26:34 Then there's the, then there's video. What's great about video is it's, it can be highly edited, just like the written word, right? And you can, you can take of cuts and make it beautiful and put it up on LinkedIn or Instagram, IGT, V. dot, dot, dot. And then you've got performance, right? Which is live. So the idea there is we're talking about like webinars, we're talking about events. Um, and in that context it could be solo presenting. It could be on a panel to be moderating, you know, it could be emceeing. So, so the idea is once you, um, once you kind of know that you have a message you want to share with the world, one of the things you want to think about is what, where are my gift sets? Right? It's very rare to have somebody who can do all four of these things. Someone who can, who's got a great speaking voice, someone who has a great, who's a great writer or someone who's good on camera and someone who's a performer. It's like highly unlikely. But you want to start with one area. I would imagine podcasting was where you got started. Am I right or was it speaking?
27:36 No, no, it was, it was podcasting. And the reason why I went with podcasting is cause I'm not a good writer and I don't really enjoy writing. So I went that route because it's easy for me to just fire up the mic and start talking like that's easy to me. The, the writing is the hard part, which I've, I've, I've gotten better because I've forced myself and I want to be better. But the audio is just easier for me. Video is actually easy to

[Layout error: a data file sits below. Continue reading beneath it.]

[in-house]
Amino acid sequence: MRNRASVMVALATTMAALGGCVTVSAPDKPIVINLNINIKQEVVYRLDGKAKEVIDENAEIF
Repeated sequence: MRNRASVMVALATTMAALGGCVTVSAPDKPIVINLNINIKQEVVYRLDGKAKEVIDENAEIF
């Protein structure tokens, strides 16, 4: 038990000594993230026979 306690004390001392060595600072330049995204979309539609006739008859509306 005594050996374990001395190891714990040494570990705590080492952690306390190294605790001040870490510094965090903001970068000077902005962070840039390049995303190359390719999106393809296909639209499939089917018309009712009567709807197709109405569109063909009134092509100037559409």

27:57 so, so, so while, while it sounds, uh, at, uh, it sounds elementary that it's just content. The reason why most people don't do this successfully is they don't, first of all really think through what they want. They don't have a why figured out all that stuff. They don't talk to their prospects, they don't have any sense of what they're really interested in. They just think they do. And they ended up talking about stuff that nobody gives a crap about. Um, they don't have any sense of who they're competing against. They haven't tried little experiments. And, and another thing that a lot of really successful experts do, um, which most people never do is they've got their message figured out. And in my method, uh, I call it augmenting. So if you think about like augmented reality, you know how if you have a heads up display in your car, the idea is showing you some traffic indicator on top of your glass.